The aforesaid observations justify the reduction, shown in Figure 13, of the hourly costs to be sustained by the hybrid µG (solid line) respect to the ones sustained by the existing industrial facility (dotted line). In particular:

  • from 00:00 to 04:00 and from 22:00 to 23:00, the hybrid µG has costs slightly greater than the existing industrial system, cause of the BESS charge;

  • from 06:00 to 07:00 and from 21:00 to 22:00, the hybrid µG has costs slightly greater than the existing industrial system, cause of the shifting of controllable loads;

  • from 10:00 to 18:00, the hybrid µG has cost significantly lower than the existing industrial system, cause of both the PV system production and BESS discharge;

  • from 18:00 to 21:00, the hybrid µG has costs lower than the existing industrial system, mainly cause of the micro-turbine operation, whose production costs are lower than the considered energy tariff, and also due to the PV system production.

Figure 13.

Hourly costs to be sustained by the industrial system with hybrid µG (solid line) and by the actual industrial system (dotted line).

Globally, the proposed procedure allows a daily reduction of the total costs for the energy purchase of about 26%.

With reference to the waveform distortion compensation, an analysis of the load currents in the existing industrial system revealed that main contributions to voltage distortions were due to the harmonic of order h = 5, 7, 11 and 13. So, the procedure described in Section 3.1.2 was applied only for the compensation of the aforesaid harmonic orders. The compensation action is applied in a working day using the AC/DC grids interfacing converter and the micro-turbine converter.

As illustrated in Section 3, the inputs needed to solve the minimization problem and to obtain the reference currents of converters (see Eq. (23)) are the estimated harmonic disturbances D¯and the Q and R matrices.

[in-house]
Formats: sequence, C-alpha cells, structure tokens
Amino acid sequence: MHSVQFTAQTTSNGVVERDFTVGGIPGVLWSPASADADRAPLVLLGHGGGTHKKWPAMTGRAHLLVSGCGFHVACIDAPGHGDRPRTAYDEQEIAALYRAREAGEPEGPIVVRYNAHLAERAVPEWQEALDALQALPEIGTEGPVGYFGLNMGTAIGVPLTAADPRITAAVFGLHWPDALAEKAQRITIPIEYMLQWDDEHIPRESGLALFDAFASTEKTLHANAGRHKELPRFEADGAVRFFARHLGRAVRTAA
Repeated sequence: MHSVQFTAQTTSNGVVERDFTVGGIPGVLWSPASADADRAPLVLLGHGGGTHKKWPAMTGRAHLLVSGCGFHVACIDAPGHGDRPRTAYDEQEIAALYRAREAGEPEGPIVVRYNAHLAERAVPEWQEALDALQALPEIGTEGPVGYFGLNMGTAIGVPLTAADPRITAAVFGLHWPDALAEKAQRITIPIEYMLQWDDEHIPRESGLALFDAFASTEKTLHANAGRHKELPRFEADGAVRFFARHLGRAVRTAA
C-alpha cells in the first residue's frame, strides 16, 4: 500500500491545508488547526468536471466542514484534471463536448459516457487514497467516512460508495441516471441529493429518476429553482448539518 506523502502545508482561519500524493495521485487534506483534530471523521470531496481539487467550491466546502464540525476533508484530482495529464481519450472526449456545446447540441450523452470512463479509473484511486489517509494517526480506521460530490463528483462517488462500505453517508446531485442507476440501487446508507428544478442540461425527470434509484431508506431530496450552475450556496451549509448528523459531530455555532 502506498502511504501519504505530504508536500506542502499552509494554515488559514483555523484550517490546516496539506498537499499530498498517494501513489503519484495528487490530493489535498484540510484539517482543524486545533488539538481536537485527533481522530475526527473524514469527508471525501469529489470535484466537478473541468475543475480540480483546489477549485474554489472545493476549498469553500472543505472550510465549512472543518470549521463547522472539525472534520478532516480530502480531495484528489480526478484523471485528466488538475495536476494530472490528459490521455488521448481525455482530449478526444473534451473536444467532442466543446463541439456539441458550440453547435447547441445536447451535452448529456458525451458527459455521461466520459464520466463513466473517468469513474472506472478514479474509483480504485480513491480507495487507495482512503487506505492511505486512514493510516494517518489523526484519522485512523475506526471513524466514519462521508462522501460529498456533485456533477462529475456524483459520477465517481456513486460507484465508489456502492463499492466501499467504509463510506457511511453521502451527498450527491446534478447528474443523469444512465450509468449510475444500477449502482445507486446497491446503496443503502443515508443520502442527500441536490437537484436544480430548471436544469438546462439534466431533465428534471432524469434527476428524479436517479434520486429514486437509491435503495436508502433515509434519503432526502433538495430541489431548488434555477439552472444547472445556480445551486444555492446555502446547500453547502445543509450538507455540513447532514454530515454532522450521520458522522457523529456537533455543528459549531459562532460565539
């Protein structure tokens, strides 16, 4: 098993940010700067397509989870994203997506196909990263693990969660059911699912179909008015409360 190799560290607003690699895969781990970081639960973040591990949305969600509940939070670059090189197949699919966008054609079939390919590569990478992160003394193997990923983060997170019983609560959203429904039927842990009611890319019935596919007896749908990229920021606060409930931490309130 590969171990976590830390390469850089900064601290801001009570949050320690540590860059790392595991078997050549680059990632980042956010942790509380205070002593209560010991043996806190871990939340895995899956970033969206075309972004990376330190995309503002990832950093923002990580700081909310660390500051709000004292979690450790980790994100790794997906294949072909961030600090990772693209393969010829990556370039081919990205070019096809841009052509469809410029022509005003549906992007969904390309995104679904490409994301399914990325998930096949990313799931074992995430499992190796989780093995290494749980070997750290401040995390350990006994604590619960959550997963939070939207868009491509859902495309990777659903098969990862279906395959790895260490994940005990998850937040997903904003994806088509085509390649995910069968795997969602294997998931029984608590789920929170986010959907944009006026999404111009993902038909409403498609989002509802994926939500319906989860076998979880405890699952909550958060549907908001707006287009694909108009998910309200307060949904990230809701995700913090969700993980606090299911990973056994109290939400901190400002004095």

The loads producing waveform distortion are marked with an asterisk in Table A. VI. As an example, Figures 14 and 15 report the harmonic currents amplitudes injected by disturbing loads at the buses 23 and 33 during the time slot from 16:20 to 16:40.

Figure 14.

DFT estimation of harmonic currents amplitudes injected by disturbing loads at the bus 23 during the time slot from 16:20 to 16:40.

Figure 15.

DFT estimation of harmonic currents amplitudes injected by disturbing loads at the bus 33 during the time slot from 16:20 to 16:40.

The terms of the weight matrix R are obtained from the knowledge of the size of the converters dedicated to harmonic compensation, and giving priority to the compensation of the harmonic with the lowest orders. As an example, the value of R term related to the compensation of the 5th harmonic order is 0.59, while the value of R term related to the compensation of the 13th harmonic order is 0.23.

The terms of weight matrix Q are set giving priority to the harmonic compensation for the feeder “tanks and boxes manufactory”; thus the elements of Q corresponding to nodes of this feeder are 50 times greater than those of the other feeders.

Figures 1618 show the comparison of total harmonic distortion (THD) with (solid bars) and without (empty bars) the proposed compensation procedure. Specifically, Figure 16 shows the THD comparison over the buses in the time slot corresponding to the time interval from 16:20 to 16:40, while Figures 17 and 18 show the THD comparison, in the whole day, for the buses 23 and 35, respectively. The benefits in term of THD reduction with the application of the proposed procedure are evident and significant, since, as observed in Figures 1618, the THD values in all of the buses of the hybrid µG in time stayed always under the 0.6% with the waveform distortion compensation. Without compensation, the THD overcame the 4.5% in some buses for some time slots.

Figure 16.

THD comparison with (solid bars) and without (empty bars) the proposed compensation procedure corresponding to the time interval from 16:20 to 16:40.

Figure 17.

THD comparison with (solid bars) and without (empty bars) the proposed compensation procedure corresponding to the bus 23.

Figure 18.

THD comparison with (solid bars) and without (empty bars) the proposed compensation procedure corresponding to the bus 35.

4.2. Islanding mode